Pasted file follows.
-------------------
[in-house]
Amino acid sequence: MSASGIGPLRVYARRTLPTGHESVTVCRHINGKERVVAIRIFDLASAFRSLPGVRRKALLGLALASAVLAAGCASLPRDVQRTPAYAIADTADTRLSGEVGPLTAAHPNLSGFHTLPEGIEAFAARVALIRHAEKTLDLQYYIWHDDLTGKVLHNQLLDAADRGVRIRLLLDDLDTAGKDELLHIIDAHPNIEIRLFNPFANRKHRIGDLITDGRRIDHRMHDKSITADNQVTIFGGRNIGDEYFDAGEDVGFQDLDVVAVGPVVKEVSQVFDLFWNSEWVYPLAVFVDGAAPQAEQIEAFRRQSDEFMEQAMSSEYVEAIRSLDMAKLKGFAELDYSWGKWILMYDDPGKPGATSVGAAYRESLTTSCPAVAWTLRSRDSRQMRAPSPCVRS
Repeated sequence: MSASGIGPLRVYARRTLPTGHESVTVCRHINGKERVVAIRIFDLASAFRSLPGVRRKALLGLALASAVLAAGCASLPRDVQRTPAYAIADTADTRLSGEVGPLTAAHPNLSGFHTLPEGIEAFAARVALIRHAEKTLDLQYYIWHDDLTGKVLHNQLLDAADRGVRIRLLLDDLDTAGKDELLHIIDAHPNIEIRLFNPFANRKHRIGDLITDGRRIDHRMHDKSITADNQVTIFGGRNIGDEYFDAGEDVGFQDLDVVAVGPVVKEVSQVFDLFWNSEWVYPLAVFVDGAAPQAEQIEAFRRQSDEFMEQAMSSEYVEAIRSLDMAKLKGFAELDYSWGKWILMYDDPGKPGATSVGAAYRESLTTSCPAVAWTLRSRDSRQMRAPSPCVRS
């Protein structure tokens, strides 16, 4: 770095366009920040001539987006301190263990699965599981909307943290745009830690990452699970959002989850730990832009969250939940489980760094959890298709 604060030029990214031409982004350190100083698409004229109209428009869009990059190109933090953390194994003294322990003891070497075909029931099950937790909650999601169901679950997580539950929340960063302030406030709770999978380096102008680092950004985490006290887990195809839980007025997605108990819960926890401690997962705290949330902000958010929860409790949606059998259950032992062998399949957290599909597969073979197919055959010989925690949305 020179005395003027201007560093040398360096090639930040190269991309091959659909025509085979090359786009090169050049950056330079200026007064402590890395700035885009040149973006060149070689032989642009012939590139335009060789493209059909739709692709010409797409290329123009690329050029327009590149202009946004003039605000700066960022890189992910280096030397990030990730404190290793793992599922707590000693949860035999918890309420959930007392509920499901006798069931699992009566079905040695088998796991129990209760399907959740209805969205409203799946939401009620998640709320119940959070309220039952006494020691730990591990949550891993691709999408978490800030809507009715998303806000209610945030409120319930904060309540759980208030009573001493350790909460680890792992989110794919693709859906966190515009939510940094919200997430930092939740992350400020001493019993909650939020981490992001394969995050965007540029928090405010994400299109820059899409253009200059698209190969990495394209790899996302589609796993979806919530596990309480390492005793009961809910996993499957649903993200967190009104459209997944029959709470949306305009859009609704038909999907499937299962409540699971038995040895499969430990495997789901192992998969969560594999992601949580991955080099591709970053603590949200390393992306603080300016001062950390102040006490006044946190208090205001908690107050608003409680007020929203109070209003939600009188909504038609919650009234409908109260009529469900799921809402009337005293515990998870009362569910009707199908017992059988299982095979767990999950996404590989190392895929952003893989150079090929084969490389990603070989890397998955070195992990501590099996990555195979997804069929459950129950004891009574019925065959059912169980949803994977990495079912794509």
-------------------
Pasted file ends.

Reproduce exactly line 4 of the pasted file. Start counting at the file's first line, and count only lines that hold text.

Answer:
């Protein structure tokens, strides 16, 4: 770095366009920040001539987006301190263990699965599981909307943290745009830690990452699970959002989850730990832009969250939940489980760094959890298709 604060030029990214031409982004350190100083698409004229109209428009869009990059190109933090953390194994003294322990003891070497075909029931099950937790909650999601169901679950997580539950929340960063302030406030709770999978380096102008680092950004985490006290887990195809839980007025997605108990819960926890401690997962705290949330902000958010929860409790949606059998259950032992062998399949957290599909597969073979197919055959010989925690949305 020179005395003027201007560093040398360096090639930040190269991309091959659909025509085979090359786009090169050049950056330079200026007064402590890395700035885009040149973006060149070689032989642009012939590139335009060789493209059909739709692709010409797409290329123009690329050029327009590149202009946004003039605000700066960022890189992910280096030397990030990730404190290793793992599922707590000693949860035999918890309420959930007392509920499901006798069931699992009566079905040695088998796991129990209760399907959740209805969205409203799946939401009620998640709320119940959070309220039952006494020691730990591990949550891993691709999408978490800030809507009715998303806000209610945030409120319930904060309540759980208030009573001493350790909460680890792992989110794919693709859906966190515009939510940094919200997430930092939740992350400020001493019993909650939020981490992001394969995050965007540029928090405010994400299109820059899409253009200059698209190969990495394209790899996302589609796993979806919530596990309480390492005793009961809910996993499957649903993200967190009104459209997944029959709470949306305009859009609704038909999907499937299962409540699971038995040895499969430990495997789901192992998969969560594999992601949580991955080099591709970053603590949200390393992306603080300016001062950390102040006490006044946190208090205001908690107050608003409680007020929203109070209003939600009188909504038609919650009234409908109260009529469900799921809402009337005293515990998870009362569910009707199908017992059988299982095979767990999950996404590989190392895929952003893989150079090929084969490389990603070989890397998955070195992990501590099996990555195979997804069929459950129950004891009574019925065959059912169980949803994977990495079912794509």